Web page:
Triton Foodworks – hi-tech farm producing pesticide free salad leafs, vegetables and fruits hydroponically

Hi-tech farm producing pesticide free salad leafs, vegetables and fruits hydroponically. Production close to 8 folds in open cultivation. Quality of the produce clears all the laboratory tests with top grades.

Today when majority of Indian youth are running away from agriculture three friends Mr. Deepak Kukreja, Mr. Dhruv Khanna and Mr. Ullas Samrat, based at New Delhi completed their professional degree courses in much popular streams but choose to become first generation farmers taking up hi-tech farming. They started their first experiment urban farm in New Delhi in October 2014 and within the span of three years expanded their operations with new farm set-up at Mumbai, Pune and Mahabelshwar. Their company ‘Triton Foodworks’ clocked the turnover of Rs. 1.2 crore last year.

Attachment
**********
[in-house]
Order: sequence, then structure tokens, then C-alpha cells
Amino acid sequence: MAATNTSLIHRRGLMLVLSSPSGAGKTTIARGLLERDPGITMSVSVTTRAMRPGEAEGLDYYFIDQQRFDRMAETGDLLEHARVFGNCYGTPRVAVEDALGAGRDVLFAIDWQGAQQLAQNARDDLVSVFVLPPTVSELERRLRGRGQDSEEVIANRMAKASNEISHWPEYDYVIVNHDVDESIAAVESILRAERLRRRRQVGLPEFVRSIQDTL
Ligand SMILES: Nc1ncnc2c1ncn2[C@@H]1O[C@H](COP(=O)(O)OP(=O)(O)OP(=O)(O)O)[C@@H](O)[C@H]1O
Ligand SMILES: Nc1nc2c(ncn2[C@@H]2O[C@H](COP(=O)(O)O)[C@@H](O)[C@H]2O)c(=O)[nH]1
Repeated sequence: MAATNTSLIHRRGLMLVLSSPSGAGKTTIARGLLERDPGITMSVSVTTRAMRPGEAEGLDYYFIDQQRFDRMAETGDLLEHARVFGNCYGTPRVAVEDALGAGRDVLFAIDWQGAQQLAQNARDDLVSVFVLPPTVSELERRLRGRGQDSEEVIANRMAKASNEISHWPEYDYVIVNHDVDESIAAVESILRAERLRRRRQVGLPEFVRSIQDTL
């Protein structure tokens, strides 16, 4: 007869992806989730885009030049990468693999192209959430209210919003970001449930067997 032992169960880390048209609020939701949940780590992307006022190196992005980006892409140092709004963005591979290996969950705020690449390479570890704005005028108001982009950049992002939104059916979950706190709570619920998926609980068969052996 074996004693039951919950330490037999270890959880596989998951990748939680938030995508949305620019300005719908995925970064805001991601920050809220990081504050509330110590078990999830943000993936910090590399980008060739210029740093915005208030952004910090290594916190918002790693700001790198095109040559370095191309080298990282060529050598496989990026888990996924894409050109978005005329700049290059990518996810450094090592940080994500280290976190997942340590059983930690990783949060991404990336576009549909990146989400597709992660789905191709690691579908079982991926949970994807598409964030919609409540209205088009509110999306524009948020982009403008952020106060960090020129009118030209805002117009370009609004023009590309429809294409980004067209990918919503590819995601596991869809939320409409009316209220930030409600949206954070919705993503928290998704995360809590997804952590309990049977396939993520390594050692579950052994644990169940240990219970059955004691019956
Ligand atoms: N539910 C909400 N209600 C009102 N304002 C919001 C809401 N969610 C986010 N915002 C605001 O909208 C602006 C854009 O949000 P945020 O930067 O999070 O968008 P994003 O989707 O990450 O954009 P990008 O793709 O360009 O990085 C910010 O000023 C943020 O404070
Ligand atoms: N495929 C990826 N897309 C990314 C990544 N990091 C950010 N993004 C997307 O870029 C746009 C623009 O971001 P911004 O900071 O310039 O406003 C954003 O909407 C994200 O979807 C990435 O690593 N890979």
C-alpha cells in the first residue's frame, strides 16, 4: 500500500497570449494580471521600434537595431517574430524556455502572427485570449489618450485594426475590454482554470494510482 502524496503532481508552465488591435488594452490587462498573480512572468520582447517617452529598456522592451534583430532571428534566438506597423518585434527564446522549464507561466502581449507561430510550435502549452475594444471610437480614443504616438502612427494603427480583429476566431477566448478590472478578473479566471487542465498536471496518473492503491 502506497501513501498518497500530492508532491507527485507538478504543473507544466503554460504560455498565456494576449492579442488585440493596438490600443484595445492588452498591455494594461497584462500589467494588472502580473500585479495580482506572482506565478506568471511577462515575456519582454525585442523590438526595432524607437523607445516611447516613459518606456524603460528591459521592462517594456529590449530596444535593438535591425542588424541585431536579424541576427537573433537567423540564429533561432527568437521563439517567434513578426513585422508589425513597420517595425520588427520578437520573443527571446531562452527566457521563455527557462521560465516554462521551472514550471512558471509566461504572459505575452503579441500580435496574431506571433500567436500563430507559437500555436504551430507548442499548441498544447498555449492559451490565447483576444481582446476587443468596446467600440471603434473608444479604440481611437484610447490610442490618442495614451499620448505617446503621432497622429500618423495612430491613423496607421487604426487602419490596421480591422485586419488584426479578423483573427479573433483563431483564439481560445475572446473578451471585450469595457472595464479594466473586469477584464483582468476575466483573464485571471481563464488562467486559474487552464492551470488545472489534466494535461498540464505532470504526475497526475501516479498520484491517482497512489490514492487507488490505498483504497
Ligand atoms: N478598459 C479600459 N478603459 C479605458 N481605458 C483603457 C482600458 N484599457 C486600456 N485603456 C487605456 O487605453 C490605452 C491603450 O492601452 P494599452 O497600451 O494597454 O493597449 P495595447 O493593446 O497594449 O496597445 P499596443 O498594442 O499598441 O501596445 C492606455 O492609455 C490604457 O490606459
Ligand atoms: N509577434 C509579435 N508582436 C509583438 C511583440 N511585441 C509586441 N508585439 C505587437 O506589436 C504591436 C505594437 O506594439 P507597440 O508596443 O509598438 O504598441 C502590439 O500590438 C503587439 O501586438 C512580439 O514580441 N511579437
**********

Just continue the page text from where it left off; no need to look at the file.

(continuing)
Driven my passion towards technology and farming the trio are self-taught farmers focused on increasing the farm income by decreasing the production cost keeping the quality intact and implementing new marketing strategies for higher sales. “We are growing 8 folds quantity of food in 1/8th of the area without soil and using 80% less water than in one acre open cultivation. Our entire farm is operated on the switch of buttons that requires minimum manpower and we have developed our own formulations of bio nutrients to be fed in the water to support the plant growth. In this way we are using half as many resources and have reduced dependence on outside purchases too. Consequently our production cost is reduced and we sell our produce ourselves to B2B and B2C clients without any involvement of middlemen thus it leads to higher profits. With technology intervention our model proves farming is interesting and profitable too,” asserts Mr. Dhruv Khanna.